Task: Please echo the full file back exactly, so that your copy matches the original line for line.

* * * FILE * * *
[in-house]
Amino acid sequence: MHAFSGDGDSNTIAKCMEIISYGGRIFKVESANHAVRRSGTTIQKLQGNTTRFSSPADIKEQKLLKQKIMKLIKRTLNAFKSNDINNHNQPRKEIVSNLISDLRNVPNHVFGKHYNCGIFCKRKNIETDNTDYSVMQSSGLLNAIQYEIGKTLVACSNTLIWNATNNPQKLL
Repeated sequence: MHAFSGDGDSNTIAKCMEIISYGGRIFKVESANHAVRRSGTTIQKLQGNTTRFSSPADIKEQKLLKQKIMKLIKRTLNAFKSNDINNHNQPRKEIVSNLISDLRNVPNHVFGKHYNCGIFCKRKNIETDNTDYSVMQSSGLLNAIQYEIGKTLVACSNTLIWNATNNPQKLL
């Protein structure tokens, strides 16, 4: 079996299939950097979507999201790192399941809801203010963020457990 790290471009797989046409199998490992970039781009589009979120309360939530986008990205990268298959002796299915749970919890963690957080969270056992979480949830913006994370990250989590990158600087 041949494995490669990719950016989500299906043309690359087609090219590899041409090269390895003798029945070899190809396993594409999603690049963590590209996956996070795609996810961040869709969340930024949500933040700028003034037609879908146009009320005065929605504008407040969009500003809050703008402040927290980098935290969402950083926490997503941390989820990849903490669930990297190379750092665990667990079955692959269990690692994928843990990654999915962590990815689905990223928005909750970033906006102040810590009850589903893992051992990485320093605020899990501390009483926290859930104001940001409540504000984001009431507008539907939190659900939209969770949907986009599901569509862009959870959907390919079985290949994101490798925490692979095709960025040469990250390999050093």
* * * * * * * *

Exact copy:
[in-house]
Amino acid sequence: MHAFSGDGDSNTIAKCMEIISYGGRIFKVESANHAVRRSGTTIQKLQGNTTRFSSPADIKEQKLLKQKIMKLIKRTLNAFKSNDINNHNQPRKEIVSNLISDLRNVPNHVFGKHYNCGIFCKRKNIETDNTDYSVMQSSGLLNAIQYEIGKTLVACSNTLIWNATNNPQKLL
Repeated sequence: MHAFSGDGDSNTIAKCMEIISYGGRIFKVESANHAVRRSGTTIQKLQGNTTRFSSPADIKEQKLLKQKIMKLIKRTLNAFKSNDINNHNQPRKEIVSNLISDLRNVPNHVFGKHYNCGIFCKRKNIETDNTDYSVMQSSGLLNAIQYEIGKTLVACSNTLIWNATNNPQKLL
């Protein structure tokens, strides 16, 4: 079996299939950097979507999201790192399941809801203010963020457990 790290471009797989046409199998490992970039781009589009979120309360939530986008990205990268298959002796299915749970919890963690957080969270056992979480949830913006994370990250989590990158600087 041949494995490669990719950016989500299906043309690359087609090219590899041409090269390895003798029945070899190809396993594409999603690049963590590209996956996070795609996810961040869709969340930024949500933040700028003034037609879908146009009320005065929605504008407040969009500003809050703008402040927290980098935290969402950083926490997503941390989820990849903490669930990297190379750092665990667990079955692959269990690692994928843990990654999915962590990815689905990223928005909750970033906006102040810590009850589903893992051992990485320093605020899990501390009483926290859930104001940001409540504000984001009431507008539907939190659900939209969770949907986009599901569509862009959870959907390919079985290949994101490798925490692979095709960025040469990250390999050093």